ONE + Ethiopia: The Quick-and-Dirty Guide

Children on Fence at Health Post Outside Bahir Dar, Ethiopia | ONEMoms

Today, something really exciting is happening for both ONE and myself. Our local newspaper, The Lansing State Journal, is featuring a front page story about ONE, my work with them, and our trip to Ethiopia. Front page! So, with apologies to those regular readers who have seen all of this before, I want to give a big welcome to the LSJ readers who are clicking through, and offer up a recap of some of the most notable trip highlights.

Mom and Child at Health Post in Ethiopia | ONEMoms

The Stories

You can find all the posts about my work with ONE — before, during, and after the Ethiopia trip — here, and pieces from each and every member of ONE’s Delegation to Ethiopia over at ONE.org. There are so many inspiring pieces I can’t possibly link to them all, but I would encourage everyone to take a few moments out of their day to browse.

Meanwhile, here are a few of my favorites:

Thousands | I knew Ethiopia would be “behind”, but I wasn’t prepared for just how far behind.

Smell. Sip. Sacrament. | “Of all the exotic aromas and experiences from my sojourn in Ethiopia, it’s the frankincense I miss most.” – Cathleen Falsani

Soul-Pulling Dance in Ethiopia | “For a while I stopped eating and couldn’t take my eyes off of the live performers and musicians. I kept staring at them and didn’t realize I was crying until the tears starting falling from my chin and I wiped them off with my scarf hoping that no one would notice this odd breakdown I was having in the middle of dinner.” – Kelly Wickham

On The 6.8 Million | Thoughts on the malnourished children of Ethiopia and a look at how the programs on the ground there are helping make things better long term.

What Mother Want for Our Children. | “While the statistics are, with good reason, what the administrators are proud of, it’s the children–the joyful, amazing, energetic children–that demonstrated to us in the most basic way, that things are going well thanks to grants from the US.” – Liz Gumbinner

Conservative Thoughts on Foreign Aid and The Fiscal Cliff | Why foreign aid is not just a pet project of the left and how going over The Fiscal Cliff will effect us all.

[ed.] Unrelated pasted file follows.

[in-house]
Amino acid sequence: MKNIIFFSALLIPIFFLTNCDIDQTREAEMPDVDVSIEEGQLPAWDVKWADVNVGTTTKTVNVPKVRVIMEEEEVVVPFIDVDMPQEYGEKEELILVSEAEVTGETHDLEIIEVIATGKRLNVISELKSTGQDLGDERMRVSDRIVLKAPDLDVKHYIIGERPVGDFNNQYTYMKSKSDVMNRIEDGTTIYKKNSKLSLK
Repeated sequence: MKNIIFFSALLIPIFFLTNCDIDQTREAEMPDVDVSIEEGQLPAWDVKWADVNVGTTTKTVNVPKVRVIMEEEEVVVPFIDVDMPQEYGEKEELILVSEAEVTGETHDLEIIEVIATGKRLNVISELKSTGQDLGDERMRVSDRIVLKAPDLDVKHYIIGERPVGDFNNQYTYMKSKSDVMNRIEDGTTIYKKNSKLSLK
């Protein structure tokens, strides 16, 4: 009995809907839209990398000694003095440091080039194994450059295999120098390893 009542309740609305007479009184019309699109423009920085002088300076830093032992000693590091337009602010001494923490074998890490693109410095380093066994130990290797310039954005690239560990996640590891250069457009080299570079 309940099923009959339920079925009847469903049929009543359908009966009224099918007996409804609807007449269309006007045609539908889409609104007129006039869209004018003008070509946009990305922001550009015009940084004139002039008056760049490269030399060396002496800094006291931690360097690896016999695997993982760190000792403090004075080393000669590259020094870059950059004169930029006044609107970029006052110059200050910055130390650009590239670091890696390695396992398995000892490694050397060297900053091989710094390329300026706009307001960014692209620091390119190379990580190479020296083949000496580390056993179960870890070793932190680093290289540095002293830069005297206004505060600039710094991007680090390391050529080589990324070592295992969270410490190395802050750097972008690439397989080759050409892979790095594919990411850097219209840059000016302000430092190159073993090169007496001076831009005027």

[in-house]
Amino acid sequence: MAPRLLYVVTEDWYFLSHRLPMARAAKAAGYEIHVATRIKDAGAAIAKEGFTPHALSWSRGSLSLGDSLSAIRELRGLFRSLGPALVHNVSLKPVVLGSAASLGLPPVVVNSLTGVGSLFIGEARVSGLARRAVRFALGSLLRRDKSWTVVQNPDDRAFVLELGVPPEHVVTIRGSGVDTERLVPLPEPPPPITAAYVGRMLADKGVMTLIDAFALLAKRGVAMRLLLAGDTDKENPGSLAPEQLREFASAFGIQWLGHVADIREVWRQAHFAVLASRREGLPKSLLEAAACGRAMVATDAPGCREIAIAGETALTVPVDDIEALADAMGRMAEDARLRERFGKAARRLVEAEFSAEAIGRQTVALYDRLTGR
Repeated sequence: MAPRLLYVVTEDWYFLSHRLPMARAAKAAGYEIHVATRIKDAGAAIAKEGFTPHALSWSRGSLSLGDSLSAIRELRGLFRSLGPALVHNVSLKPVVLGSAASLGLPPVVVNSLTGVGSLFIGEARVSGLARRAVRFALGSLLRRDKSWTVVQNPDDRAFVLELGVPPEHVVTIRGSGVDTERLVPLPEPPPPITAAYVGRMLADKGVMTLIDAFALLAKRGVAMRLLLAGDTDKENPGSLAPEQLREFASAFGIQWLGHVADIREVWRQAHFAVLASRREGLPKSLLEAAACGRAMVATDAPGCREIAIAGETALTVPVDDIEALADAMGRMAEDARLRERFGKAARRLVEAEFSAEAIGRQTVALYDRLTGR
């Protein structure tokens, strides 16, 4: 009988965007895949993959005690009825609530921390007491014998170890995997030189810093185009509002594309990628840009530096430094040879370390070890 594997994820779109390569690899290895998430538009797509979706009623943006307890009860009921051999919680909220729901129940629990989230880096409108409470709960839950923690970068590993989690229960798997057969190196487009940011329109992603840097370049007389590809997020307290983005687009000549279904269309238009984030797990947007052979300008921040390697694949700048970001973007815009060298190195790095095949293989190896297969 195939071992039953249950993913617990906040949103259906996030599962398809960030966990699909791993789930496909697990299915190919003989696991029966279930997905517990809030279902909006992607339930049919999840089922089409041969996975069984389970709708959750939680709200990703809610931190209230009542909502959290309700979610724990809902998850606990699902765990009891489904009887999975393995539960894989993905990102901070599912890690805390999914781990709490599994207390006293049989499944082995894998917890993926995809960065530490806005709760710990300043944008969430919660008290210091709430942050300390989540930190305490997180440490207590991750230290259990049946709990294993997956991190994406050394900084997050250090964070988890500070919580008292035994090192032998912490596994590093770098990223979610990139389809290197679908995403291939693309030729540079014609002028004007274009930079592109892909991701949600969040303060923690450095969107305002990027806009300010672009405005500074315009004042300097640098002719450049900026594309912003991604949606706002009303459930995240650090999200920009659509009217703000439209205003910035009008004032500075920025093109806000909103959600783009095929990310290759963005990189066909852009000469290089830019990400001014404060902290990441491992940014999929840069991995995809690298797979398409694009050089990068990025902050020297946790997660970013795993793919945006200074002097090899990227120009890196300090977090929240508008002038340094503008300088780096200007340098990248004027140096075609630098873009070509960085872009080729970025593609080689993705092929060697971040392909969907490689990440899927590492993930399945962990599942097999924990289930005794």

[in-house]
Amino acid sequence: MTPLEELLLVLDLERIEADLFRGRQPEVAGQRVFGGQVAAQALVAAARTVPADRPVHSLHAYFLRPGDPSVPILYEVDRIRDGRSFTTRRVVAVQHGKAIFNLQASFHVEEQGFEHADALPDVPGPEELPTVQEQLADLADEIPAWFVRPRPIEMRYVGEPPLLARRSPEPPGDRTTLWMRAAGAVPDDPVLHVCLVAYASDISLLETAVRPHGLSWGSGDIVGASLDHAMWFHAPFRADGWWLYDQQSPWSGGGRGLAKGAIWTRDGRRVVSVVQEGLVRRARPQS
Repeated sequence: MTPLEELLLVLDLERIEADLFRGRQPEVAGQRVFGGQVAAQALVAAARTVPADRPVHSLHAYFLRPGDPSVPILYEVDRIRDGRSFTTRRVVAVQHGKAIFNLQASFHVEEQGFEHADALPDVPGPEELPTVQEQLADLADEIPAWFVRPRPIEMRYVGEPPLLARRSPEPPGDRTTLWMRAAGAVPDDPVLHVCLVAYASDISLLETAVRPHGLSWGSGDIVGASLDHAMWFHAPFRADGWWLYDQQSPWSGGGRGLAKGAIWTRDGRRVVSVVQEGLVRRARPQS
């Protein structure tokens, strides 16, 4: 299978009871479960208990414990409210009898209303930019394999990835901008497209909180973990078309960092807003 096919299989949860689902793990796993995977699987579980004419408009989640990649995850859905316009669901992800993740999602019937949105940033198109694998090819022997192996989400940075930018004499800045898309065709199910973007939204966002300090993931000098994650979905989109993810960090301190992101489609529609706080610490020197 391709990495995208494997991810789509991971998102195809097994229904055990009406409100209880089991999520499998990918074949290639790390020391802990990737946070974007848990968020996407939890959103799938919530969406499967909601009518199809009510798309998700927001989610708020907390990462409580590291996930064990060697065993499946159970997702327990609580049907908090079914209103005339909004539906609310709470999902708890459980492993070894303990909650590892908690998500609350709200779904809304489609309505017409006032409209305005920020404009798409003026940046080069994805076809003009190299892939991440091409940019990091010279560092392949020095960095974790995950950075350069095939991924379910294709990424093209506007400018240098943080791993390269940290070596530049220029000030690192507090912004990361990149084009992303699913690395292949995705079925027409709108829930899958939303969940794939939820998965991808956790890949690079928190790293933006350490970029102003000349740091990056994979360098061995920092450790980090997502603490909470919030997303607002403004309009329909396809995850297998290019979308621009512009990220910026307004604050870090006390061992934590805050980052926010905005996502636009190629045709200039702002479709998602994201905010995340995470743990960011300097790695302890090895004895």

The Faces of Ethiopia | “I’ve made no secret of the fact that I love faces — because I truly believe every one of them is beautiful. ​And so today, I want to share with you some of the amazing faces that I was able to photograph while I was in Ethiopia.” – Karen Walrond

“You See Something That You Can’t Unsee” | How a quote from a speech Bono, co-founder of ONE, gave at Georgetown University helped me finally put into words one of the most powerful parts of our trip.


Video by Ryan Youngblood, Youngblood Films

The Action

First, go to ONE.org and join the cause. ONE never asks for your money, only your voice. And works to make it easier for you to leverage your power as a citizen of one of the world’s biggest governments.

If you still have time after that, consider signing the ONE petitions to help combat AIDs, support life-saving vaccine availability, support sustainable food solutions that will help end hunger and malnutrition, encourage politicians to take action on the federal budget, and foster transparency in all the world’s major governments.

You can also follow ONE on Twitter, like ONE on Facebook, and follow the ONE Campaign on Pinterest.

Child outside Bahir Dar, Ethiopia | ONEMoms

The Delegation

Click on any picture, or its corresponding name/number below to learn more about each ONE Delegation member.

Asha Dornfest Cathleen Falsani Kelly Wickham Gabrielle Blair Michelle Pannell Christine Koh Maya Haile Samuelsson Jen Howze Liz Gumbinner

[1] Asha Dornfest [2] Cathleen Falsani [3] Kelly Wickham
[4] Gabrielle Blair [5] Michelle Pannell [6] Christine Koh
[7] Maya Haile Samuelsson [8] Jen Howze [9] Liz Gumbinner
[10] Alice Currah [11] Rana DiOrio [12] Me!

Karen Walrond All headshots copyright the incredible Karen Walrond, pictured at left. Karen traveled with ONE as part of a delegation to Kenya last year and returned to Africa with us this year as the official trip photographer. Trini by blood, Texan by choice, and English by Marriage, Karen is, above all else, a force to be reckoned with.

Karen’s headshot copyright Maile Wilson

“You See Something That You Can’t Unsee.”

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This post has been sitting in draft for weeks, since the first days I was home, but I’ve struggled to form the words around the picture that I’ve wanted to share with you most of all.